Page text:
Ignore at your own peril: Ensuring Operational Excellence is in tune with business objectives
Ahead of Operational Excellence in Financial Services in New York in March, PEX Network speaks to Russell Danziger, Senior Vice President, Global Change Management Office, Guy Carpenter about the importance of aligning operational excellence with strategy, and the possible consequences of neglecting this vital task.
Craig Sharp: The title of your presentation is: where the rubber means the road, linking strategy to operations. Explain to me a little bit about why that’s the topic you’ve chosen to present on. What’s the background?
Russell Danziger: I’ve just seen a lot of these programmes that have been de-railed because they don’t start with a high-level strategy. Where they don’t have the right people involved in the strategy discussion. It’s not so much about executing your strategy, unless you’re a pretty senior person in the organisation who’s actually setting the strategy, but you really need to be in tune with what the strategy is, and be able to synthesize that down to something that actually could be operationalised to deliver against that strategy.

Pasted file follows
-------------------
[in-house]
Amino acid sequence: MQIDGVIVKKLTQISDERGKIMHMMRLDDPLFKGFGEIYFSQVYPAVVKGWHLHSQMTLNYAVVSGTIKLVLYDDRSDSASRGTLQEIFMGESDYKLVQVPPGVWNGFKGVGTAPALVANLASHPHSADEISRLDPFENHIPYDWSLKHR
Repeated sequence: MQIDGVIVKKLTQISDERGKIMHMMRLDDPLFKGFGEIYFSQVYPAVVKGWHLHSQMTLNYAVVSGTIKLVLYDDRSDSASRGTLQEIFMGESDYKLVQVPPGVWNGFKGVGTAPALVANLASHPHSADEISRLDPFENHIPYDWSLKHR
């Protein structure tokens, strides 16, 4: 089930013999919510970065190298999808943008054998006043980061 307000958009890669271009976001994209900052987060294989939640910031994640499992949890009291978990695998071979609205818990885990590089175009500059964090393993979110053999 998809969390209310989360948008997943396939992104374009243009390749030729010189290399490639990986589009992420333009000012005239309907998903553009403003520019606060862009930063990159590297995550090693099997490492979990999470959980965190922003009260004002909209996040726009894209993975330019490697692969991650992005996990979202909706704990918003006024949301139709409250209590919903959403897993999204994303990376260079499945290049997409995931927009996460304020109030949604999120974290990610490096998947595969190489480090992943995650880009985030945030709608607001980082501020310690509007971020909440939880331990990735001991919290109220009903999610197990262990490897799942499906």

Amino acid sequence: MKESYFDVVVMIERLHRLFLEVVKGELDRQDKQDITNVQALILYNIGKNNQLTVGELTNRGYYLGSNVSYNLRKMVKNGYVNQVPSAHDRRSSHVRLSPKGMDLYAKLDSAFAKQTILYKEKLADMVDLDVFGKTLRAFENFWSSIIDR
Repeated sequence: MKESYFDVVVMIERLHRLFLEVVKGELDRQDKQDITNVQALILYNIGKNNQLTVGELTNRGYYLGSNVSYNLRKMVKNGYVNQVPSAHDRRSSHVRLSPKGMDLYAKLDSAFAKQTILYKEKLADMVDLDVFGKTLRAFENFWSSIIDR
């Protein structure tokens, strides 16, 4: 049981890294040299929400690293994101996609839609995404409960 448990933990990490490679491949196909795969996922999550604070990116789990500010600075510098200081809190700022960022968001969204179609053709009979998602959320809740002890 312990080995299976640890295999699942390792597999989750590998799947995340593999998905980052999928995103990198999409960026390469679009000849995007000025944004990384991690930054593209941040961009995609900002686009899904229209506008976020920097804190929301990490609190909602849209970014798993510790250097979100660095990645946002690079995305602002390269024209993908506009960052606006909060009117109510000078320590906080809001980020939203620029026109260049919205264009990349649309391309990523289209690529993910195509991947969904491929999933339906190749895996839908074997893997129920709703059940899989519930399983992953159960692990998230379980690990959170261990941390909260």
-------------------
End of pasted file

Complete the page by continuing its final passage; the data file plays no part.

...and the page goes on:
Craig Sharp: Yes, so one of the key points seems to be ensuring alignment between business strategies and business-transformation initiatives. How do you feel companies currently fare at this? Is this something that’s often overlooked or perhaps not executed properly?
Russell Danziger: Both. It really just depends on the organisation. Aligning operations to strategy is very different than aligning operational excellence to strategy. I mean, they both should be done, they’re both starting from the same place – which is: know what your strategy is, in a pretty deep way, and understand how everything, impacts that.